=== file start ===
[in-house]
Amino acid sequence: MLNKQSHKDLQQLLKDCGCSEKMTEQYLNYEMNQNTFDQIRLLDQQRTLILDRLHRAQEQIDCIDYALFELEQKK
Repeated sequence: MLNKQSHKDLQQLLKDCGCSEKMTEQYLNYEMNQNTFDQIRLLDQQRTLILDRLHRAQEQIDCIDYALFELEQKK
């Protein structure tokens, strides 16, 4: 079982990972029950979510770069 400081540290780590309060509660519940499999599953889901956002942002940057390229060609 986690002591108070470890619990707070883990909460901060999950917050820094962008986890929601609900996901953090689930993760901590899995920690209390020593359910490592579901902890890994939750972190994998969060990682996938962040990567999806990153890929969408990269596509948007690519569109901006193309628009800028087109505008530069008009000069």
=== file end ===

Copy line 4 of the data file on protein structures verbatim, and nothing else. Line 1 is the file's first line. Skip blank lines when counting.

């Protein structure tokens, strides 16, 4: 079982990972029950979510770069 400081540290780590309060509660519940499999599953889901956002942002940057390229060609 986690002591108070470890619990707070883990909460901060999950917050820094962008986890929601609900996901953090689930993760901590899995920690209390020593359910490592579901902890890994939750972190994998969060990682996938962040990567999806990153890929969408990269596509948007690519569109901006193309628009800028087109505008530069008009000069």